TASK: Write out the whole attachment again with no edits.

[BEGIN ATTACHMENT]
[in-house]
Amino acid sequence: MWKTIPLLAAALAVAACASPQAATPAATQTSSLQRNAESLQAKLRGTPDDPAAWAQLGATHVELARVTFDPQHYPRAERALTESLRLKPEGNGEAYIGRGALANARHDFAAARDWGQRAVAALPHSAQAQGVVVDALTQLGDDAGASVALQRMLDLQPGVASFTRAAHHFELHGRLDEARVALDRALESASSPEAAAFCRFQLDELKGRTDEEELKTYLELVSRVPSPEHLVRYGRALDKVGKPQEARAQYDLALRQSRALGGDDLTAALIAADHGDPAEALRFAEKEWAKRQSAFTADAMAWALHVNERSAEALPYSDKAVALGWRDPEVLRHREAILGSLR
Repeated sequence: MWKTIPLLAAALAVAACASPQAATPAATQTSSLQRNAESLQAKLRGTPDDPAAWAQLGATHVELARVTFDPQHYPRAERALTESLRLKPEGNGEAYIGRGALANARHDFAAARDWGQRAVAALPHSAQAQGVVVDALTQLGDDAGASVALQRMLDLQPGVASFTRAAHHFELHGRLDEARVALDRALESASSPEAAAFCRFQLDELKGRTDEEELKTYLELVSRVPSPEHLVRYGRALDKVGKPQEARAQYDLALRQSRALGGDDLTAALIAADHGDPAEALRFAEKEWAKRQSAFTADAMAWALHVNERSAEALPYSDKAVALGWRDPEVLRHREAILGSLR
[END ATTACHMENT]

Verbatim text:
[in-house]
Amino acid sequence: MWKTIPLLAAALAVAACASPQAATPAATQTSSLQRNAESLQAKLRGTPDDPAAWAQLGATHVELARVTFDPQHYPRAERALTESLRLKPEGNGEAYIGRGALANARHDFAAARDWGQRAVAALPHSAQAQGVVVDALTQLGDDAGASVALQRMLDLQPGVASFTRAAHHFELHGRLDEARVALDRALESASSPEAAAFCRFQLDELKGRTDEEELKTYLELVSRVPSPEHLVRYGRALDKVGKPQEARAQYDLALRQSRALGGDDLTAALIAADHGDPAEALRFAEKEWAKRQSAFTADAMAWALHVNERSAEALPYSDKAVALGWRDPEVLRHREAILGSLR
Repeated sequence: MWKTIPLLAAALAVAACASPQAATPAATQTSSLQRNAESLQAKLRGTPDDPAAWAQLGATHVELARVTFDPQHYPRAERALTESLRLKPEGNGEAYIGRGALANARHDFAAARDWGQRAVAALPHSAQAQGVVVDALTQLGDDAGASVALQRMLDLQPGVASFTRAAHHFELHGRLDEARVALDRALESASSPEAAAFCRFQLDELKGRTDEEELKTYLELVSRVPSPEHLVRYGRALDKVGKPQEARAQYDLALRQSRALGGDDLTAALIAADHGDPAEALRFAEKEWAKRQSAFTADAMAWALHVNERSAEALPYSDKAVALGWRDPEVLRHREAILGSLR